The Second World War brought a hiring boom in Canada’s civil service, attracting young Chinese to Ottawa. In 1947, with the repeal of the Exclusion Act came enfranchisement, and the right—taken away during exclusion—to be naturalized. In 1950, the government moved tentatively to allow renewed immigration of the Chinese. Chinese immigrants in Canada could sponsor wives under age 65 and dependent children aged 18 and under (in 1952 the government raised the ceiling to 21 and under). This restriction would have a perverse effect in that it led to a brisk illegal trade in “paper families.” So-called paper sons and daughters came to Canada (from China via Hong Hong) under fraudulent sponsorship; the real offspring were either still in China or had died. Their “slots” were taken by Chinese with relatives in Canada but who were otherwise ineligible to enter the country. Douglas Jung, the first Chinese-Canadian to be elected to Parliament (from the riding of Vancouver-Centre), was the driving force behind the “Amnesty” program in 1962, which allowed those Chinese who had come under a false identity to normalize their status with the immigration department.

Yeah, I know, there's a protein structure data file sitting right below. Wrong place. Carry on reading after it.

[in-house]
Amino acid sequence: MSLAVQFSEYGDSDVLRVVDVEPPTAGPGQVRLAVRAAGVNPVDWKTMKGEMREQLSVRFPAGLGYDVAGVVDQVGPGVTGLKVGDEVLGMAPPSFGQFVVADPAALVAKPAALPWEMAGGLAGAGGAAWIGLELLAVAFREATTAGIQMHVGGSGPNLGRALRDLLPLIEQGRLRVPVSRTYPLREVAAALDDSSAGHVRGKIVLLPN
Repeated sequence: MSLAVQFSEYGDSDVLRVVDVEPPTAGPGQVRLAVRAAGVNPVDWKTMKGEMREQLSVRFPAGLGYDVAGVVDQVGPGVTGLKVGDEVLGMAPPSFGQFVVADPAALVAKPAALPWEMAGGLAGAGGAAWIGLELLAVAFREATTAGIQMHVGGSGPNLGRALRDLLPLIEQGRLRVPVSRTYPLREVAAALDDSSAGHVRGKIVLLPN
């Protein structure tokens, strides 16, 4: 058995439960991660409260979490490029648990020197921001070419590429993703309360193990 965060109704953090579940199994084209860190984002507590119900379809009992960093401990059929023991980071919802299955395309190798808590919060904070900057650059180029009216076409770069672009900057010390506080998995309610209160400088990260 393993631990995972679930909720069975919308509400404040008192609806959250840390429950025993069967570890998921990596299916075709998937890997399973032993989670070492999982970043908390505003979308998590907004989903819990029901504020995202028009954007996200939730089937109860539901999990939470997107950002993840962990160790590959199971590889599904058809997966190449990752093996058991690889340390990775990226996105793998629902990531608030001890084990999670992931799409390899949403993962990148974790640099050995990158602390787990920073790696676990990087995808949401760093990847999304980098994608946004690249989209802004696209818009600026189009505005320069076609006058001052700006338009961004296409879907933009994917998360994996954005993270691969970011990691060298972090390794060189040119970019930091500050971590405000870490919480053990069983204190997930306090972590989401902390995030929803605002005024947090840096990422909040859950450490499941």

Harry Quan (3rd from right) greets his wife (center) and relations, Ken Quan-Lee (boy) and Lily Quan (girl) arriving at Ottawa's Union Station, 1949. Others: Jack Sim (2nd from right) and his wife, Rosina (2nd from left). Harry owned a café where the Rideau Center now stands. (Courtesy of Tom Doon, Robert Hum and Lily Hum)

Harry Quan (3rd from right) greets his wife (center) and relations, Ken Quan-Lee (boy) and Lily Quan (girl) arriving at Ottawa’s Union Station, 1949. Others: Jack Sim (2nd from right) and his wife, Rosina (2nd from left). Harry owned a café where the Rideau Center now stands. (Courtesy of Tom Doon, Robert Hum and Lily Hum)

In 1955, the Canadian government permitted Chinese landed immigrants or those holding citizenship to sponsor their overseas fiancées. Because direct emigration from China to Canada was not possible because Canada did not recognize the new People’s Republic of China (and would not do so until 1970), Hong Kong became the main bride market.